Italian-American East Coast transplant iso a great Italian deli or grocery store.
My husband and I made our way to East Side Italian Deli today on Alpine Street, near Dodger Stadium. So, disappointed. We ordered the meatball and sausage sub. Lackluster meatballs, decent sausage, lousy sauce, mediocre roll. There was a tiny piece of cheese at one end of the sub. Every table had one or two bottles of taco sauce on it. No Italian condiments. When you walk in, there is absolutely no wonderful aroma that should come from an Italian Deli. You know what I mean -- that mixture of homemade sauce, pancetta, capicola, marinated peppers, freshly baked bread, smoky provolone and anisette, that makes your senses sing? Mario's in Glendale barely has that aroma. Also lousy sauce.
Just can't seem to find a deli to fit the bill here. When I really need a fix and can't get back East, we'll make a trip to San Francisco. Two visits to Molinari's in North Beach can set me right. When I can't get back to Arthur Avenue in the Bronx, it does the trick.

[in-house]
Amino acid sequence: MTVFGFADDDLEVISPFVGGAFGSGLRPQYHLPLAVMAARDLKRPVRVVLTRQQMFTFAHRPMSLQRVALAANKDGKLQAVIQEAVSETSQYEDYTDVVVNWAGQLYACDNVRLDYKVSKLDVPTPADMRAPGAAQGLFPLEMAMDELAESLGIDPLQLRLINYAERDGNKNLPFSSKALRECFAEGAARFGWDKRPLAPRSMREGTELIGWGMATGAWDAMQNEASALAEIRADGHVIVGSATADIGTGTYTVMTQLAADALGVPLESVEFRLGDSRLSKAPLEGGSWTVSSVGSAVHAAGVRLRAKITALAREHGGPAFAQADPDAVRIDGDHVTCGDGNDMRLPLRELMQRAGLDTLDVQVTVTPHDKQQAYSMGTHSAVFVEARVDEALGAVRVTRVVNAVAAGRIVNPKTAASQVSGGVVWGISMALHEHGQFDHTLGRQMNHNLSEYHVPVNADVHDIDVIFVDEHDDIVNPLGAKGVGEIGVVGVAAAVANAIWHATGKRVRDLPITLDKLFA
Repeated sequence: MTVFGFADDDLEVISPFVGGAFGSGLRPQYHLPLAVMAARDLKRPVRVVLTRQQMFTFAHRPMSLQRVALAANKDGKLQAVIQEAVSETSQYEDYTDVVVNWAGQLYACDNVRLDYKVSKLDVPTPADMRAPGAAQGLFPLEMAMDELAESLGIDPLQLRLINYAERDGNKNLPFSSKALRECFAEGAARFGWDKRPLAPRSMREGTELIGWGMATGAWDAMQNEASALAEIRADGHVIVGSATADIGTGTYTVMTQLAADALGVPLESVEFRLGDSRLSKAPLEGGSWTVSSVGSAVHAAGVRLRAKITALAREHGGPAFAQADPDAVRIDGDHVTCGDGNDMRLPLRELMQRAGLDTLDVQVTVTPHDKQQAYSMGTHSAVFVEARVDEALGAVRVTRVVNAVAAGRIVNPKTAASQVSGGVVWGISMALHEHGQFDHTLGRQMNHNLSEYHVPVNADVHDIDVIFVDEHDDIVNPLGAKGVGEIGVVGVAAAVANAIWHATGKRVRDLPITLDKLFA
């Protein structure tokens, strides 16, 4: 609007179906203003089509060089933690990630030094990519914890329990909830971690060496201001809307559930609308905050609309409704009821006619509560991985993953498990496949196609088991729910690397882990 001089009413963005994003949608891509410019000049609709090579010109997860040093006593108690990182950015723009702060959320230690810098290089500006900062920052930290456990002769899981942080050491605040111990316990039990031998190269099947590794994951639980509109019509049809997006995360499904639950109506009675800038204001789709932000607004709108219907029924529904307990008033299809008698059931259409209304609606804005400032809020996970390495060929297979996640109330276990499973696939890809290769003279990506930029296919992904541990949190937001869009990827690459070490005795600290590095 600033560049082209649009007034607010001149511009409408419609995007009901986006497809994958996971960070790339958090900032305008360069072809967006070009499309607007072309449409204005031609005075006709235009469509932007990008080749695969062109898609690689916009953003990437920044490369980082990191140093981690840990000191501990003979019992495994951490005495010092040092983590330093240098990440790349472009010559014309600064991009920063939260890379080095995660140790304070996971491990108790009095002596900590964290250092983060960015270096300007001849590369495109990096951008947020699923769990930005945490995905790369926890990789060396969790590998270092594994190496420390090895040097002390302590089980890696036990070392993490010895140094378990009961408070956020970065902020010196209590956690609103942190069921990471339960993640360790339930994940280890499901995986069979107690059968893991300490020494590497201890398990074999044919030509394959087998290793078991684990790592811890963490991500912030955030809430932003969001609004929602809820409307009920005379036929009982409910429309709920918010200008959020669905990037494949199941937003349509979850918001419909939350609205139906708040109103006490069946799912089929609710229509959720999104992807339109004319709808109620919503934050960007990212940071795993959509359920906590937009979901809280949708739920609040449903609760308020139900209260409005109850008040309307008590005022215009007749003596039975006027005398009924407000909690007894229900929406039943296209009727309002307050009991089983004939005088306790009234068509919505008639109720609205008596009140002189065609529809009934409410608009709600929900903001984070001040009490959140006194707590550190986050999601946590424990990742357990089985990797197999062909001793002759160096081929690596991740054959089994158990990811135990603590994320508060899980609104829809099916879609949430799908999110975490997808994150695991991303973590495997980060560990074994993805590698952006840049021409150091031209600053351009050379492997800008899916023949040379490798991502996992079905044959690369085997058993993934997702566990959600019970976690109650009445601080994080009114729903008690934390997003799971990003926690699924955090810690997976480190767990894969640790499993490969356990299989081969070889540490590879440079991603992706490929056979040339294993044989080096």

We left East Side Italian Deli and made our way to Sorrento Italian Market in Culver City. We buy cold cuts to go, since they often make a skimpy counter sandwich. But their capicola is first rate, lean and spicy. They also have nice baked goods - though the baked goods section is tiny. Tasty cannoli, delicious poppy seed roll, good bread and cookies flown in from Ferrara Bakery in NYC Little Italy. The cannoli is fresh and made at Sorrento.
I heard there is a bakery in San Pedro that makes a cannoli cake. Would love to know the name of that place, if anyone has it. I'm thinking we're going to head to San Pedro next on our quest to find a great Italian deli in the Los Angeles area.